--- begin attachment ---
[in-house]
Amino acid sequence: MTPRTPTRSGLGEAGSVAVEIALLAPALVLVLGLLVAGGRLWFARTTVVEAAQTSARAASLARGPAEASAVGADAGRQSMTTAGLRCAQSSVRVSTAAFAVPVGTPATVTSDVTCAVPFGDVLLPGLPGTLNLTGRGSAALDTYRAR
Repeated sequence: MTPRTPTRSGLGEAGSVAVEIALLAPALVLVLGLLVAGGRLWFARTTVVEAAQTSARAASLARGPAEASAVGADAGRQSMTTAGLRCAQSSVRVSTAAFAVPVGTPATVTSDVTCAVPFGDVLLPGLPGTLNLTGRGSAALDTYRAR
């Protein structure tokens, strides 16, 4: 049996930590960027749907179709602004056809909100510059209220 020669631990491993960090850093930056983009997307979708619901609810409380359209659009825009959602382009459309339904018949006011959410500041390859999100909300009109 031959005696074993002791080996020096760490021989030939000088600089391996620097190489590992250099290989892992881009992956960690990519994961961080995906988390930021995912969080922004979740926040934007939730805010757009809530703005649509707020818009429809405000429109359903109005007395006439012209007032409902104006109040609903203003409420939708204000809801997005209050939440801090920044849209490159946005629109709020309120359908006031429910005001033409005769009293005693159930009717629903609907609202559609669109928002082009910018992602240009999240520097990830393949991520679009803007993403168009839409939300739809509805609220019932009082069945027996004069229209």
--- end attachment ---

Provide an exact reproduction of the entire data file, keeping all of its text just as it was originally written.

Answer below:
[in-house]
Amino acid sequence: MTPRTPTRSGLGEAGSVAVEIALLAPALVLVLGLLVAGGRLWFARTTVVEAAQTSARAASLARGPAEASAVGADAGRQSMTTAGLRCAQSSVRVSTAAFAVPVGTPATVTSDVTCAVPFGDVLLPGLPGTLNLTGRGSAALDTYRAR
Repeated sequence: MTPRTPTRSGLGEAGSVAVEIALLAPALVLVLGLLVAGGRLWFARTTVVEAAQTSARAASLARGPAEASAVGADAGRQSMTTAGLRCAQSSVRVSTAAFAVPVGTPATVTSDVTCAVPFGDVLLPGLPGTLNLTGRGSAALDTYRAR
């Protein structure tokens, strides 16, 4: 049996930590960027749907179709602004056809909100510059209220 020669631990491993960090850093930056983009997307979708619901609810409380359209659009825009959602382009459309339904018949006011959410500041390859999100909300009109 031959005696074993002791080996020096760490021989030939000088600089391996620097190489590992250099290989892992881009992956960690990519994961961080995906988390930021995912969080922004979740926040934007939730805010757009809530703005649509707020818009429809405000429109359903109005007395006439012209007032409902104006109040609903203003409420939708204000809801997005209050939440801090920044849209490159946005629109709020309120359908006031429910005001033409005769009293005693159930009717629903609907609202559609669109928002082009910018992602240009999240520097990830393949991520679009803007993403168009839409939300739809509805609220019932009082069945027996004069229209």